Here are some simple things you can do to help boost your revenue.
I'm sure, at some point, every practice administrator has felt stymied: You're just about out of ways to increase revenues or cut expenses. You can’t work much harder, and you can’t work much smarter. However, before you consider more drastic steps like cutting salaries, there are some simple things you can do to help boost your bottom line. Here are 11 of my favorites:
1. Overtime - Eliminate absolutely all unnecessary overtime. Just ten minutes of overtime a day is the equivalent of an extra week of work each year, at time-and-a-half. Yikes!
2. Schedules, working smarter - Look at unused appointment slots, patient cancellations, and no shows (bet they’re higher now than they were prerecession). Thursday's schedule may be full on Monday, but more than likely it will have two or three unfilled appointments by Thursday. That’s money lost for the practice. Consider overbooking to fill more of the time allocated to seeing patients. Make sure your staff keeps the providers' schedules filled at all times.
3. Office expenses - You pay your bills on time, but do you pay with a "rewards" credit card when possible? Practices can earn frequent flyer miles, free shipping, and other "income proxies" by paying with a rewards credit card.
4. Pretax it - Talk with your accountant about expenses that can be paid with pretax dollars to increase your take-home pay. Cell phone bills, iPads, laptops, work-related mileage - the list is long and you should be pretaxing everything you can.
5. Cell phone minutes - I like cell phone family plans, even for medical practices. My old group had five "families," each sharing a bucket of minutes. We saved 35 percent a year over what we paid in prior years, and that increased my doctors’ take-home pay.
6. Schedules, working harder - Look at your schedule again, but this time for places to add more appointment slots. Five more follow-ups per week can increase doctors' take-home pay by perhaps $15,000. Three more new patients a week could net $23,000. And don't forget about administrative tasks that docs could be handing off to support staff - e.g., patient callbacks, credentialing forms, etc. Doctors are directly responsible for generating revenue, so don't let them be diverted by uncompensated duties.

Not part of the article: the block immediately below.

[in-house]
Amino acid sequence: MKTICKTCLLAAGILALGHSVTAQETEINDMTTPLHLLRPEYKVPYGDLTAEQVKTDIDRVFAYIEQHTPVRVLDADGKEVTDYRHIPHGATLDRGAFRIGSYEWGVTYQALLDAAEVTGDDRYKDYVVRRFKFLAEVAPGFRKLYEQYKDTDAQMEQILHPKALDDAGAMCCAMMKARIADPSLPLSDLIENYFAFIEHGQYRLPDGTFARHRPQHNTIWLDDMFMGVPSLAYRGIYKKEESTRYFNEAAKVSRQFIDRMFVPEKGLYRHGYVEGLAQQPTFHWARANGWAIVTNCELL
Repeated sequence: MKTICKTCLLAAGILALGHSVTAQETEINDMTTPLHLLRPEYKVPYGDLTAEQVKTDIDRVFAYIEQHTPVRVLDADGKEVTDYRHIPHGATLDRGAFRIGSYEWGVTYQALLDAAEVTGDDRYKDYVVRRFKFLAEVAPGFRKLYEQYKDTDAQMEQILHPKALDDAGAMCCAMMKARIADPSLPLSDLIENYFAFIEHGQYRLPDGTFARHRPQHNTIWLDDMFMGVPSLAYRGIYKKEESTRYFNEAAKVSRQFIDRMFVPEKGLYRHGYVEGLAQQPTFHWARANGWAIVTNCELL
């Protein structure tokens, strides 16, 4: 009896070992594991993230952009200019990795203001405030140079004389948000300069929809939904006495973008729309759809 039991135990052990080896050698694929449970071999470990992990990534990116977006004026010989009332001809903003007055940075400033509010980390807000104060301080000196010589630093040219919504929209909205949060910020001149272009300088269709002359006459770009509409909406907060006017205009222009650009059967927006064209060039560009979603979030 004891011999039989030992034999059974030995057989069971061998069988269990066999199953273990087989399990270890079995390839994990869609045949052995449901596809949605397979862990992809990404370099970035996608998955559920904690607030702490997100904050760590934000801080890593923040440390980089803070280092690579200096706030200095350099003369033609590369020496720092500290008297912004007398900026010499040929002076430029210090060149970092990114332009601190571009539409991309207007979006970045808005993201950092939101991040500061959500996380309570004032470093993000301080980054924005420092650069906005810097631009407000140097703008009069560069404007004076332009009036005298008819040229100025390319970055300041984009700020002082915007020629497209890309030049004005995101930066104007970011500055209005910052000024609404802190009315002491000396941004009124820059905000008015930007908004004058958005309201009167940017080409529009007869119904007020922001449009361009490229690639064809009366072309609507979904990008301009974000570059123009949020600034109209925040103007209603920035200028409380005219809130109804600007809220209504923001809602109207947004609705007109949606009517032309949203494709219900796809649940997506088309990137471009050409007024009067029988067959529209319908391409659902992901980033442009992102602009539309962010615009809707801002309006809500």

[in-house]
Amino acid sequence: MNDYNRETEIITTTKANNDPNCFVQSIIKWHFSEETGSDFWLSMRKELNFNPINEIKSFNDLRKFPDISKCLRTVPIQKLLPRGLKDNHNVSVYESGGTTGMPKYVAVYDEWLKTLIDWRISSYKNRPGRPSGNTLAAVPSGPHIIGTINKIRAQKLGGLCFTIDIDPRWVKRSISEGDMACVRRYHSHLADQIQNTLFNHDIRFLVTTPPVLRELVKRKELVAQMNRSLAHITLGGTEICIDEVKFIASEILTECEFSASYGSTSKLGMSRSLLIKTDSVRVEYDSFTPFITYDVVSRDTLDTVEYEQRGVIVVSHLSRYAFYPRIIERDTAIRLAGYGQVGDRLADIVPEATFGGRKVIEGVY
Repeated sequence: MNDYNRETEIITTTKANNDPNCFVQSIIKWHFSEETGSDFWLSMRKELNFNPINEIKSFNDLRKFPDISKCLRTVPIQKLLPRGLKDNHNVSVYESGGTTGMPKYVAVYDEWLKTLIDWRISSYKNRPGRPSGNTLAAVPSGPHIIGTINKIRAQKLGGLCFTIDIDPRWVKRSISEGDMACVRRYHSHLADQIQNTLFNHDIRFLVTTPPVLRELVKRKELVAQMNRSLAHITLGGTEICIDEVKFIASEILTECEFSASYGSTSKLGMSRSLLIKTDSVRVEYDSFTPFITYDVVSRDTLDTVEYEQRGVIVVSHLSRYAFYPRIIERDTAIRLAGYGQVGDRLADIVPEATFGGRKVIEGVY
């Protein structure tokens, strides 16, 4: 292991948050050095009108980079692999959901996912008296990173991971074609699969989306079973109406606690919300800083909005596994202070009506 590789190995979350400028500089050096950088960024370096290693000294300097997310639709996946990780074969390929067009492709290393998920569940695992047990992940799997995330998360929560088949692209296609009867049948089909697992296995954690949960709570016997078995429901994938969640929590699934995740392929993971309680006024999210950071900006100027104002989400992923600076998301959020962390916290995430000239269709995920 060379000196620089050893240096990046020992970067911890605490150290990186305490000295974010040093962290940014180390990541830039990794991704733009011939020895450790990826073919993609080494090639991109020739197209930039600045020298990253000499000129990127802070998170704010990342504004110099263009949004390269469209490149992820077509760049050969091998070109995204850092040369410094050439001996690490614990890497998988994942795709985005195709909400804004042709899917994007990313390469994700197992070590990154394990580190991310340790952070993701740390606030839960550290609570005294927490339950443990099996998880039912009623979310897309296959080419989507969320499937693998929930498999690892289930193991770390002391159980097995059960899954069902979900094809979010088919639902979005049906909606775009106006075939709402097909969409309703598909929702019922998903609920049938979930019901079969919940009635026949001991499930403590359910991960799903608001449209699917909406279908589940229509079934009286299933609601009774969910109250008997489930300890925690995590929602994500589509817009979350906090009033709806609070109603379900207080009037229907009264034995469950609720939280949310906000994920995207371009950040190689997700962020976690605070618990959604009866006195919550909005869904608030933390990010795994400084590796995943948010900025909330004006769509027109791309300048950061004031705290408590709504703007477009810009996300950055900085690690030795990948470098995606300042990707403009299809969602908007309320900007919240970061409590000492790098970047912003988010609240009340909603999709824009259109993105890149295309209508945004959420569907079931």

7. Forms - E-mail your forms packet to patients when possible. More and more patients prefer it. E-mailing saves on postage and copying, and increases the likelihood patients will arrive at your office with their paperwork already completed.
8. Where’s the beef? - Find out what types of patients feed your most profitable revenue streams. Do you know? You should. Maximize the practice's revenue by not only making sure the schedule has room for those patients, but also by drafting a plan to market your practice to attract those patients.
9. Add another service - I have become a fan of in-office pharmacies. Having an in-office pharmacy is great for your patients and a good income producer for you. Hint: Using prepackaging seems the easier route, but it cuts into your profits quickly.
10. Reminders - Does your practice lose out on recurring revenue because it fails to remind patients about follow-up visits or studies? Make sure this does not happen in your practice. Preventive maintenance revenue streams are just as important to your medical practice as they are to the HVAC company or the auto service center.
11. Coding and documentation - If you have not had a certified coder review your coding, do so soon. You are either leaving money on the table (undercoding) or putting yourself at risk of an audit (overcoding). Have your coding reviewed relative to 1) your documentation (to make sure your coding and documentation are in synch) and 2) your peers (e.g., use the Medicare specialty-specific data, found in the "Tools" section of PhysiciansPractice.com).
There you have it, 11 old tricks worth revisiting. While you may think you have them down pat, making sure you do is a wise idea.
Lucien W. Roberts, III, MHA, FACMPE, is associate administrator of business development at MCV Physicians. He also consults with medical groups and health systems in areas such as compliance, physician compensation, negotiation, strategic planning, and billing/collections. He may be reached at firstname.lastname@example.org.